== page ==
‘Frontiers fund’ created for cutting-edge work

Mark Daley, Associate Vice-President (Research) says the federal New Frontiers fund is a 'watershed moment' for research.

International, interdisciplinary, fast-breaking research is newly eligible for federal grants from a New Frontiers in Research Fund in what is being described as a “watershed moment” in Canadian research funding.

The fund, announced in the 2018 federal budget and outlined in more detail by Science and Sport Minister Kirsty Duncan on Thursday, is a $275-million investment over five years ($65 million ongoing) in three streams: exploration, large-scale transformative projects and international collaboration.

Kirsty Duncan, Minister of Science and Sport

Kirsty Duncan, Minister of Science and Sport

The Exploration stream will support 75 grants of up to $250,000 each to enable emerging early-career researchers to conduct high-risk, high-reward, interdisciplinary research projects over a two-year period.  Researchers must signal their intent to apply by Jan. 11, 2019 and submit their application by Feb. 7, 2019. Results will be announced a month later.

Details and applications applications for the two other streams, open to all Canadian researchers, are expected to open next spring.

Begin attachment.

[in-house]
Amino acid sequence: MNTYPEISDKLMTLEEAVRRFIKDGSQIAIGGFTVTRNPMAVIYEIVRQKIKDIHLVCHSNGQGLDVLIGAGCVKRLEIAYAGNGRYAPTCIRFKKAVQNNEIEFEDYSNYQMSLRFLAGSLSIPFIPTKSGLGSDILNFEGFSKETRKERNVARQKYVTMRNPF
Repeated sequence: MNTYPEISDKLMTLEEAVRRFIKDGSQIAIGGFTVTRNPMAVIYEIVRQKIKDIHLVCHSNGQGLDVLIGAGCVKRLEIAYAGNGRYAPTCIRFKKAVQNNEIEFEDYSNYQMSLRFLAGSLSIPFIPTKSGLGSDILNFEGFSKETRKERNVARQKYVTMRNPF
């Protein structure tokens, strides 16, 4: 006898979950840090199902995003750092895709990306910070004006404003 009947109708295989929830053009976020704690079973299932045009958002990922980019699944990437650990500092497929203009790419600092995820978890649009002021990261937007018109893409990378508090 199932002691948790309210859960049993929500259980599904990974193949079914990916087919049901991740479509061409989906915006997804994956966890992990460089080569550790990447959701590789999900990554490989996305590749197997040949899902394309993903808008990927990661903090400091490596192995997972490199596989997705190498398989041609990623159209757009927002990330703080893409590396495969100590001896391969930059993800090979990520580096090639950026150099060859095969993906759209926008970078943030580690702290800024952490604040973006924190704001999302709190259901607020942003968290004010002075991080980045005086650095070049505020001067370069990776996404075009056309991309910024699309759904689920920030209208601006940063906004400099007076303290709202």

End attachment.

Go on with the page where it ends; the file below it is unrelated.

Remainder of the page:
Mark Daley, Associate Vice-President (Research) at Western, welcomed the funding details. “This really is an exciting announcement and a watershed moment for Canadian research.”

He added, “The challenges facing humanity in the 21st century are unlikely to be solved by lone scholars, isolated in their basement labs, working with only the tools, and intellectual frameworks, of a single discipline.”

The greatest impacts will come from teams drawn from across many spheres of human endeavour.” ~ Mark Daley, Associate Vice-President (Research)

“With the New Frontiers in Research Fund, the government of Canada has recognized the critical importance of investing in convergence research and developing the capacity to undertake this research in our nation. The first call for this fund is targeted exclusively at early-career researchers; how better to build capacity for the future than by investing in our young scholars.”

Duncan, at the same time, noted the Networks of Centers of Excellence program will be winding down over the next three to five years. Further information will be posted on the NCE website.

In a statement, Universities Canada President and CEO Paul Davidson said the organization will continue working with the federal government to encourage continued progress on its Fundamental Science Review agenda.